We live in a world designed by men for men. We ascertain that the world is designed for men, but I don’t think we are aware to which extent. Today’s offices are about five degrees too cold for women since their ideal temperature was calculated for men’s body temperature. This leads not only to women feeling slightly uncomfortable but also to them being less productive.
Today’s technical gadgets are mostly built in one size - the size that fits men’s hands. It is nearly impossible for women to take a smartphone picture one-handed, which for men is an easy task. A 2016 research paper on Google’s speech recognition software found that it was 70% more likely to recognize male speech compared to females. Cars are also not designed for women. When a woman is involved in a car accident (which, by the way, is less likely compared to men), she is 71% more likely to be moderately injured, 47% more likely to be seriously injured, and 17% more likely to die.
Seatbelts are less safe for women, medicine is less safe for women, technology is less likely to work for women. All those biases are here to stay for a while longer because there is a lack of women in testing, designing, and working on those products. And all this while we still pay the same price for the same products. All these seemingly small differences have a negative impact on equality of opportunities which by extent gets us to unequal outcomes. So, to say that we live in a world designed by men for men is not an overstatement but merely a fact.
Over time these structures have solidified and quietly guided our perception and behavior. Moreover, people are not used to adopting another person‘s perspective, and instead, we rely on the assumption that we all share the same frame of mind, meaning difficulties arise for men empathizing with a woman’s day-to-day obstacles. I have encountered this lack of mutual understanding most strikingly in the workplace. Companies tell us career success depends only on skill, however, reality often looks different. Disregarding this issue only makes things worse. When we take a closer look at the structures from different areas of working life, we find that the conditions are not tailored to people but rather to men. The lack of gender diversity is still present at top decision making positions. For me, as a woman with a couple of years of experience in IT, it is impossible to not be confronted with these unjust structures on a daily basis. Therefore, I decided to write this article in order to enhance our understanding of each other and encourage empathetic behavior at work.
The term sexism is defined as prejudice or discrimination based on a person's sex or gender. When asking myself, if that is also my truth, I have no choice but to accept that it is; especially having hands-on experience in fields dominated by men, like the tech industry. Our society has been patriarchally oriented for most of history and only recently has it started to change. It is evident that the world is still established as sexist since societal change always progresses slowly and with challenges. Therefore, the path to achieving gender equality will also take time. To me, the word sexist does not have a good or bad connotation, nor does it say anything about the meaning or intent behind the sexism itself. Instead, it is solely descriptive of behavior. However, quite often, and increasingly so, people get offended by even remotely being linked to sexism.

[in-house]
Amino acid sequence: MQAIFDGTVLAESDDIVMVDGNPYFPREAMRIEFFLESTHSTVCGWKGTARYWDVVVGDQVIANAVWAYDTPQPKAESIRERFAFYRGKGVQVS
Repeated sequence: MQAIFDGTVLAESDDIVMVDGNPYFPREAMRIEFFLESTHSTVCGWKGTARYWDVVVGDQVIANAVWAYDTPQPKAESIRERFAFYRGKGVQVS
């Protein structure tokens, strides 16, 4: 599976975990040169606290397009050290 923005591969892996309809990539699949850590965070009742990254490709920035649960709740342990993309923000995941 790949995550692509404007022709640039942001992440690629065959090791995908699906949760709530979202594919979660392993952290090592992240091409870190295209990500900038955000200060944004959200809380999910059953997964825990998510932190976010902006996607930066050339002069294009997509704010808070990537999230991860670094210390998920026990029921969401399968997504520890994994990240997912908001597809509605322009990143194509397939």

For many, calling someone sexist is strongly associated with calling them a bad person or even worse, implying a serious offense or malicious intent. This is not and should not be the meaning of the word. Because being sexist is generalized onto a personality trait instead of being an indicator of behavior, it ultimately makes people get defensive before a conversation even starts. As a consequence, it is increasingly difficult to talk about sexism openly and reasonably, including sexism in the workplace - a place that has a most dire need for such conversations. Since nobody wants to be sexist, we are too afraid to critically reflect on our behavior and admit that we might think or act sexist. We are scared of it. Hence, we try to defend and excuse our behavior. We are quick to distance ourselves from sexism. Considering this, a person called out for sexist behavior feels unjustly treated rather than inspired to reflect on their own behavior. But in fact, accepting the possibility of acting sexist and not being afraid of it is the key to open up a conversation that offers the opportunity for positive long-term change.
I found most men want to treat women equally and respectfully, but they do not know how to. Their intents are rarely bad, but they still have conscious and unconscious biases. Making people aware of their biases offers them the opportunity to reflect on them instead and alter their behavior. With this in mind, we should take the criticism as a chance to grow and to better understand the inequality within this world. Even though men are the ones who are privileged and in positions of power and women are being discriminated against, it is my belief that change has to come from both sides. We can sometimes even be sexist towards ourselves. So we should try to also recognize this kind of sexism and act to change without undermining the impact of sexism directed towards us.